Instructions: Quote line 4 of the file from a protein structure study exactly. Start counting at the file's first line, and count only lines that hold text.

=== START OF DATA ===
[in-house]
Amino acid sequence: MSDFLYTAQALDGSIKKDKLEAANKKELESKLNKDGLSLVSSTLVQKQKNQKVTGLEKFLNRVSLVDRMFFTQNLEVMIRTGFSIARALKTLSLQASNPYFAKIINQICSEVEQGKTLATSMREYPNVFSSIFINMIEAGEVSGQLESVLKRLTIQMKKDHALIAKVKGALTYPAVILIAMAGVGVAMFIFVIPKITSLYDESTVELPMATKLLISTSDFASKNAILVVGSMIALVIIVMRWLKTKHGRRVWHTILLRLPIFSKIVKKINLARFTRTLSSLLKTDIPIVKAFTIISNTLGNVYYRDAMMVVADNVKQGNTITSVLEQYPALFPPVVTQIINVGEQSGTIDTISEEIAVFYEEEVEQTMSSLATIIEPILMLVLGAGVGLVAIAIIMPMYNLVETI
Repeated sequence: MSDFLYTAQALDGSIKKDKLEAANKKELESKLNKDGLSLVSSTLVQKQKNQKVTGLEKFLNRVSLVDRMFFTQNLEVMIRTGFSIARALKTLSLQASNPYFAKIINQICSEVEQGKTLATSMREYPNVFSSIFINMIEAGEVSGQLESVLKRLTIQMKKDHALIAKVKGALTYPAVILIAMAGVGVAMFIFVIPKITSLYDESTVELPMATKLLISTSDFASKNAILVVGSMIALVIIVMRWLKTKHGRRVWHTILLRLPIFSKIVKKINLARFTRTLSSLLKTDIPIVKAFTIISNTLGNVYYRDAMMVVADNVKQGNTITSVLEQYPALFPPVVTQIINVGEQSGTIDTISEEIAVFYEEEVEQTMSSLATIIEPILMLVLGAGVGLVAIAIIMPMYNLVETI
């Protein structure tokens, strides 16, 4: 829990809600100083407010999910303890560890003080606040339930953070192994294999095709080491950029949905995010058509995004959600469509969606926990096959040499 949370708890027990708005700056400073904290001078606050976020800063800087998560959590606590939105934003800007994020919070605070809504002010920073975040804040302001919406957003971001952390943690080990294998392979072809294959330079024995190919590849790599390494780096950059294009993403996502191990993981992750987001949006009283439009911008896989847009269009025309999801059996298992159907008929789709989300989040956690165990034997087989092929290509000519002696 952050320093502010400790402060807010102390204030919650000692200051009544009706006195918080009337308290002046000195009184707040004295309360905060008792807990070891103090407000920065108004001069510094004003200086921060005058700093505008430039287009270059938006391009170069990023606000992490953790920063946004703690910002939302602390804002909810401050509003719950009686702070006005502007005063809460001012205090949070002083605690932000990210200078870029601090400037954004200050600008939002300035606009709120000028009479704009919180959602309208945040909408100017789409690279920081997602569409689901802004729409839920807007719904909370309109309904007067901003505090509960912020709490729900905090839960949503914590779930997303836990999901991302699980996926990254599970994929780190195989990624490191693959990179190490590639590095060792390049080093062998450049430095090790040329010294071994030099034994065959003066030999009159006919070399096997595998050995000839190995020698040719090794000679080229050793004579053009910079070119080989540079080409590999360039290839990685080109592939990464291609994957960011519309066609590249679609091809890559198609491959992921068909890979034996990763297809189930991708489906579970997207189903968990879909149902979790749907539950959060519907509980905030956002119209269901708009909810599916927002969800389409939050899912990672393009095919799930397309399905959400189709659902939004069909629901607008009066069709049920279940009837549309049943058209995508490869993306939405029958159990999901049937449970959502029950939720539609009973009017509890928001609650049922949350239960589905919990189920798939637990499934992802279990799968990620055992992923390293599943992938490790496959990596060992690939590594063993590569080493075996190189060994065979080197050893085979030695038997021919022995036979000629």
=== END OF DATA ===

């Protein structure tokens, strides 16, 4: 829990809600100083407010999910303890560890003080606040339930953070192994294999095709080491950029949905995010058509995004959600469509969606926990096959040499 949370708890027990708005700056400073904290001078606050976020800063800087998560959590606590939105934003800007994020919070605070809504002010920073975040804040302001919406957003971001952390943690080990294998392979072809294959330079024995190919590849790599390494780096950059294009993403996502191990993981992750987001949006009283439009911008896989847009269009025309999801059996298992159907008929789709989300989040956690165990034997087989092929290509000519002696 952050320093502010400790402060807010102390204030919650000692200051009544009706006195918080009337308290002046000195009184707040004295309360905060008792807990070891103090407000920065108004001069510094004003200086921060005058700093505008430039287009270059938006391009170069990023606000992490953790920063946004703690910002939302602390804002909810401050509003719950009686702070006005502007005063809460001012205090949070002083605690932000990210200078870029601090400037954004200050600008939002300035606009709120000028009479704009919180959602309208945040909408100017789409690279920081997602569409689901802004729409839920807007719904909370309109309904007067901003505090509960912020709490729900905090839960949503914590779930997303836990999901991302699980996926990254599970994929780190195989990624490191693959990179190490590639590095060792390049080093062998450049430095090790040329010294071994030099034994065959003066030999009159006919070399096997595998050995000839190995020698040719090794000679080229050793004579053009910079070119080989540079080409590999360039290839990685080109592939990464291609994957960011519309066609590249679609091809890559198609491959992921068909890979034996990763297809189930991708489906579970997207189903968990879909149902979790749907539950959060519907509980905030956002119209269901708009909810599916927002969800389409939050899912990672393009095919799930397309399905959400189709659902939004069909629901607008009066069709049920279940009837549309049943058209995508490869993306939405029958159990999901049937449970959502029950939720539609009973009017509890928001609650049922949350239960589905919990189920798939637990499934992802279990799968990620055992992923390293599943992938490790496959990596060992690939590594063993590569080493075996190189060994065979080197050893085979030695038997021919022995036979000629």